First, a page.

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How Maintaining Full Funnel Freedom is Like Flying an Airplane

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This is the full funnel freedom podcast, supporting sales leaders, and managers to improve their sales funnels from people to prospects. I'm Hamish Knox. In this show, you'll learn how you can improve your results. Lead a great team and hit more targets with. The funnel freedom. Welcome to the full funnel freedom podcast.
I'm your host Hamish Knox. In this episode, I will share ideas and insights around how maintaining full funnel freedom is like flying an airplane. A couple of years ago, I read that an airplane, no matter how long or short the flight is off course, 95% of the time. So the pilots are constantly needing to make these little minor adjustments to make sure that they end up the right destination and even a flight from Calgary where I'm based to Vancouver, which is less than an hour.

The plane is still off course, 95% of the time. So we always need to have these little warning signs and ways of testing and understanding where are we at in order to make sure that we end up at the right destination and in our case, keep that funnel consistently reliably and repeatably. That's where those weekly check-ins and check-outs with our salespeople is really, really critical because it gives us the yellow flags and possibly red flags early enough that we're able to make course corrections without doing anything too extreme, which creates some unintended consequences, which I'll talk about a little bit later.

That's also where having the plans that I mentioned in a previous episode, where we're looking at how many initials. Calls, ideally with a decision-maker is our team having on a weekly basis? How many discovery meetings or first appointments ever as some people call them is our sales team having on a weekly basis.

And also what is their key performance indicator? What are, what are they intended to get to on a weekly basis, whether they're in an account management role or a hunter role in order to keep that funnel consistently and reliably. One thing that I've seen in some organizations is they measure followup calls.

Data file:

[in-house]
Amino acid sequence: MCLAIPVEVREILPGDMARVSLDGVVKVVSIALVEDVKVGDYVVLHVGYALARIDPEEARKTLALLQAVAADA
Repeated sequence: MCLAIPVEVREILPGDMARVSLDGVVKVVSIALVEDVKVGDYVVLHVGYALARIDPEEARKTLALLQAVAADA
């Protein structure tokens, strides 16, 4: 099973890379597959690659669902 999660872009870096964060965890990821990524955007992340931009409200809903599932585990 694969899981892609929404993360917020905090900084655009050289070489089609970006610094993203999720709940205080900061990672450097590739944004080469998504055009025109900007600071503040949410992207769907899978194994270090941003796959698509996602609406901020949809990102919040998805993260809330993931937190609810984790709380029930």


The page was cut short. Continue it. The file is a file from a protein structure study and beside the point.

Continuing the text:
So had an initial conversation with someone, but then we have a tracking system for follow-up calls. Does nothing more than really make our reps feel good and maybe adds another dial to our dashboard. That is really not telling us very much. The key metric is, did you have an initial call that led to a discovery meeting?

And the discovery meeting is when we are expecting to have that call, no matter whether it's an inbound lead or an outbound lead, whenever there is a conversation happening, somebody interrupting somebody's day, whether it's our salespeople interrupting a prospect. Uh, prospect interrupting one of our salespeople.

So if you're currently tracking anything other than initial calls, drop it out of your dashboard, your dashboard will appear a lot cleaner and a lot easier for you to find out whether or not your team is on pace to keep your funnel consistently. The other thing that a lot of organizations measure is second meetings, proposal meetings, presentations, demos.